More searing media analysis

I took a brief break from (not) writing last week to appear on the Guardian’s tech podcast Chips with Everything and talk to my friend Alex Hern about how all the big tech companies are getting into podcasting now. You can listen to the episode here, or you can keep reading for a bit more detail on what we discussed.

The reason for discussing this now is the fact that Google has announced a new podcast strategy that they hope will “double the amount of podcast listening in the world over the next couple of years”. They’ve got a few different ways they’re hoping to do that, which you can read about in detail here, but essentially they’re integrating podcasts into their search function and the Google app that runs on Android devices.

Their idea is that if you hear about a show, you should be able to search for it, find it and play it all in the same place, without ever needing to open a third party app or taking any other steps. They’ve also smoothed things out with their smart speakers, so you can easily resume an episode you started earlier on your commute on your device once you get home.

While I don’t love the user experience of this at the moment — I have an Android phone, and I found it a bit buggy and hard to navigate — I do like the way they’re thinking. They want to make it really easy to hear about a new podcast (say on social media or in conversation with a colleague) and then immediately start listening to it, removing all the hurdles in between that might mean you don’t bother (and there are more hurdles on non-iOS devices, because of there being no default Apple Podcasts-style app and store).

I don’t think this new strategy is really aimed at me, someone who already listens to lots of shows through her own iPod-based setup like it’s 2010 still (read more about why I do that here). Given their emphasis in the initial announcement on expanding total podcast listenership, I think Google are going after people who don’t currently listen to podcasts at all. Those are the people who need a frictionless experience with audio on the internet, in order to convert them into regular podcast listeners (who might one day subscribe to this newsletter, who knows).

And while I might have my problems with how it works at the moment — if you are trying to find a podcast with a name that sounds like another podcast’s name, or locate a show with a pun in its title, their voice activated search will not currently work very well for you, although I am assured they are working on this — I do think that more people total listening to podcasts is a good thing.

However, to address the question that I think Alex was trying to get at with that episode of Chips with Everything: I do not think that big tech companies like Google suddenly getting into podcasting is unequivocally a good thing. Nor do I think it’s a completely terrible thing. I have mixed feelings about it, as I do about Spotify and Audible/Amazon and all the rest of them that are now distributing/making/curating podcasts.

On the positive side:

  • Apple no longer having exclusive control of podcasting’s front page is a good thing, because now they can’t suddenly decide to shut it down one day leaving us all in the lurch;

  • some really great shows are getting bigger production budgets thanks to these companies getting involved: for instance, my long-time favourite Dissect has just been picked up by Spotify;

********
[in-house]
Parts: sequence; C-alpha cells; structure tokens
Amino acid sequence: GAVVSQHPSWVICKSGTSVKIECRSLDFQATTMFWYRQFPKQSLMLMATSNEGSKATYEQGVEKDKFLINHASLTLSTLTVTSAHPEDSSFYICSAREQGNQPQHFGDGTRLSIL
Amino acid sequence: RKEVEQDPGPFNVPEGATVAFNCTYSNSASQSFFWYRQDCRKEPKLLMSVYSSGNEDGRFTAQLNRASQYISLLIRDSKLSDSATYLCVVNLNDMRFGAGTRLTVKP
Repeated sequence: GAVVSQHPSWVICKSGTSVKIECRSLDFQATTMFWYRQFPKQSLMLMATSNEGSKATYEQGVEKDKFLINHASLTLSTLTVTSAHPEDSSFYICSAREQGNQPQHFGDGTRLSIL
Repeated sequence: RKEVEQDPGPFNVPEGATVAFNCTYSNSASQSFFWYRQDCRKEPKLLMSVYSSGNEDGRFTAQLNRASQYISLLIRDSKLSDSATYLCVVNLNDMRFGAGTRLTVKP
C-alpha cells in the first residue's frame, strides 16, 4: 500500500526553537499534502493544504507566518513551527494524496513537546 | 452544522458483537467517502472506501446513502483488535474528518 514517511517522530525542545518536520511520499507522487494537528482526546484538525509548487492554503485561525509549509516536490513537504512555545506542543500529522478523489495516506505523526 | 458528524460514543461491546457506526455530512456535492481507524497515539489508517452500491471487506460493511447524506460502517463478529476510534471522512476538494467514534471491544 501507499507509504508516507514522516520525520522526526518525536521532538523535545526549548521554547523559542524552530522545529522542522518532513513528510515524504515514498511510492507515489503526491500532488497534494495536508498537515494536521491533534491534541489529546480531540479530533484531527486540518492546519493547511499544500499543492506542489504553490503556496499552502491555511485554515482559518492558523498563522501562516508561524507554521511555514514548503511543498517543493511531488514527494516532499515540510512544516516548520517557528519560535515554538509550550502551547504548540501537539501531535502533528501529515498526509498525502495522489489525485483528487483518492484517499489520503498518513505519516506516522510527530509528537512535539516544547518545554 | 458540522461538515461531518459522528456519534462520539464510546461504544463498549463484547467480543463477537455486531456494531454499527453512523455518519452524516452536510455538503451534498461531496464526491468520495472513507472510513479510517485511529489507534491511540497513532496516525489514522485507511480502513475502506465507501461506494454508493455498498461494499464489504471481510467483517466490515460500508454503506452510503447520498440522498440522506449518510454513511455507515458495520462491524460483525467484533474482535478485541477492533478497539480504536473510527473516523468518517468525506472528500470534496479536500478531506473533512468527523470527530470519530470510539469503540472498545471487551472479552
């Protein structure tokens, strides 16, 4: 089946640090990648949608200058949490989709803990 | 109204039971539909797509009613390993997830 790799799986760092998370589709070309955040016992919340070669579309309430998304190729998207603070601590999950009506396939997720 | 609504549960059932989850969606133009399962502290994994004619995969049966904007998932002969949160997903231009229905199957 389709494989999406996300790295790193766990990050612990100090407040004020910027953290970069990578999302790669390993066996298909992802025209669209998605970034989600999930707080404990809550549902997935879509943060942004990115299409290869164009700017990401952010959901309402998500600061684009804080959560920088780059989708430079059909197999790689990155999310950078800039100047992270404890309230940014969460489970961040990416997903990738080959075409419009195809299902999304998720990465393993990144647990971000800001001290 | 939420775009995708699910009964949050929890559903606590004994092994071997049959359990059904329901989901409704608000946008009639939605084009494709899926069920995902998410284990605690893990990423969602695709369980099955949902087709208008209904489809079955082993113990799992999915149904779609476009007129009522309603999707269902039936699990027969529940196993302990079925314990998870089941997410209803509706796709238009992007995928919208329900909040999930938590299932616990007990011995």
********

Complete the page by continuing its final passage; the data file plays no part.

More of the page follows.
• some of the original shows these companies are making are good — Jon Ronson’s The Butterfly Effect would have been a much poorer show if he’d done it as one segment of This American Life instead of as a multi-episode series for Audible.

On the less positive side:

  • I worry that more money and corporations getting into podcasting in a serious way will kill off whatever remains of the freewheeling, amateur spirit the medium once had;

  • I’m concerned that we’re moving towards a two-tier system of podcasting, where it’s no longer possible for a well-made show by an amateur to find enough listeners to become a sustainable enterprise without the backing of a major network/company;

  • and finally, what happens if podcasts don’t make any money for these corporations? Will they just stop distributing them?

We’ll just have to wait and see, I guess? Join me back here next Tuesday for more searing media analysis, I can’t wait.

The podcast recommend

Heidi B writes:

This Is Actually Happening is one of the most poignant, sometimes soul-crushing, always fascinating looks into intense personal experiences. If I could have no other podcast but one, it would be this one.”

I too am a big fan of this show — it’s a great one to load up on a long journey and just let it play through lots of shocking, brilliant, moving episodes at random.

If you make or listen to a podcast that I and the rest of the PodMail readership should know about, tell me about it in this handy submission form.

The podcast links

  1. Call for papers: podcasting, the popular and the public sphereBoston University

  2. The podcast industry wants to befriend AlexaThe Next Web

  3. A new way to look at podcast downloads: episode trajectoriesPacific Content

  4. 5 secrets of super podcast hostsPodLove

  5. What’s There and What’s Not: A Guide to Constructive Criticism for PodcastsBello Collective

That’s everything for today. Thanks for reading! Don’t forget that you can subscribe to get two extra emails about podcasting from me every week: I do commentary on industry news on Thursdays, and playlists of great shows to listen to on Sundays.

Coming up this week — my thoughts on having a regular listening rotation and a playlist of my favourite supernatural dramas.